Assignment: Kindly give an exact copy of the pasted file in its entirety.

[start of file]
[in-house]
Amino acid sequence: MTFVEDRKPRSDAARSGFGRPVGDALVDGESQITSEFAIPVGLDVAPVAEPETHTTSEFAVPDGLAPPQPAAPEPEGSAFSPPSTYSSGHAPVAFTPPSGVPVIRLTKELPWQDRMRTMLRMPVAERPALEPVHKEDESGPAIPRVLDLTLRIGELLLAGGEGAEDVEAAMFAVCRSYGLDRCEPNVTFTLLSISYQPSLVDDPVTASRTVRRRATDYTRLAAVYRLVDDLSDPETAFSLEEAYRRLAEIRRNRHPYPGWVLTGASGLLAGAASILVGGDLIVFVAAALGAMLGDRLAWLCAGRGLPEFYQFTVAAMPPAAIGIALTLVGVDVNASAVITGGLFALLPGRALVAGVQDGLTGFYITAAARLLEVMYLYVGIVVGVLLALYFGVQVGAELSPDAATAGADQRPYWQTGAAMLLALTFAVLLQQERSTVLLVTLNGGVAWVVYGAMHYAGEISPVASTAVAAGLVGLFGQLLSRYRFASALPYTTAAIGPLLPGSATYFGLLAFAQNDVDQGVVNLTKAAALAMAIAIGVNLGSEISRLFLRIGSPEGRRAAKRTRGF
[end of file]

[in-house]
Amino acid sequence: MTFVEDRKPRSDAARSGFGRPVGDALVDGESQITSEFAIPVGLDVAPVAEPETHTTSEFAVPDGLAPPQPAAPEPEGSAFSPPSTYSSGHAPVAFTPPSGVPVIRLTKELPWQDRMRTMLRMPVAERPALEPVHKEDESGPAIPRVLDLTLRIGELLLAGGEGAEDVEAAMFAVCRSYGLDRCEPNVTFTLLSISYQPSLVDDPVTASRTVRRRATDYTRLAAVYRLVDDLSDPETAFSLEEAYRRLAEIRRNRHPYPGWVLTGASGLLAGAASILVGGDLIVFVAAALGAMLGDRLAWLCAGRGLPEFYQFTVAAMPPAAIGIALTLVGVDVNASAVITGGLFALLPGRALVAGVQDGLTGFYITAAARLLEVMYLYVGIVVGVLLALYFGVQVGAELSPDAATAGADQRPYWQTGAAMLLALTFAVLLQQERSTVLLVTLNGGVAWVVYGAMHYAGEISPVASTAVAAGLVGLFGQLLSRYRFASALPYTTAAIGPLLPGSATYFGLLAFAQNDVDQGVVNLTKAAALAMAIAIGVNLGSEISRLFLRIGSPEGRRAAKRTRGF